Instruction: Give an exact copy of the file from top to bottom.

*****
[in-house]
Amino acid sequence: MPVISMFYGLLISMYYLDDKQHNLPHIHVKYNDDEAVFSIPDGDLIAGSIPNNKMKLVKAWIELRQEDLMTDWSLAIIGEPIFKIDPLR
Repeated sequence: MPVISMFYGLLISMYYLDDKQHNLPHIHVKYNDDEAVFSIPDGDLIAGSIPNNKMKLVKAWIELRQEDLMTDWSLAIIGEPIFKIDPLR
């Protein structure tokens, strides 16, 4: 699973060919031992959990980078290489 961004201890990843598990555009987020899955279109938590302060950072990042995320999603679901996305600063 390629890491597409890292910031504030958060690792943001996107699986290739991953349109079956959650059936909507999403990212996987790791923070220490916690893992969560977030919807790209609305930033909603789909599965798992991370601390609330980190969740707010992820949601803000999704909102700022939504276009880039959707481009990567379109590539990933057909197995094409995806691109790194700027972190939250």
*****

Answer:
[in-house]
Amino acid sequence: MPVISMFYGLLISMYYLDDKQHNLPHIHVKYNDDEAVFSIPDGDLIAGSIPNNKMKLVKAWIELRQEDLMTDWSLAIIGEPIFKIDPLR
Repeated sequence: MPVISMFYGLLISMYYLDDKQHNLPHIHVKYNDDEAVFSIPDGDLIAGSIPNNKMKLVKAWIELRQEDLMTDWSLAIIGEPIFKIDPLR
């Protein structure tokens, strides 16, 4: 699973060919031992959990980078290489 961004201890990843598990555009987020899955279109938590302060950072990042995320999603679901996305600063 390629890491597409890292910031504030958060690792943001996107699986290739991953349109079956959650059936909507999403990212996987790791923070220490916690893992969560977030919807790209609305930033909603789909599965798992991370601390609330980190969740707010992820949601803000999704909102700022939504276009880039959707481009990567379109590539990933057909197995094409995806691109790194700027972190939250």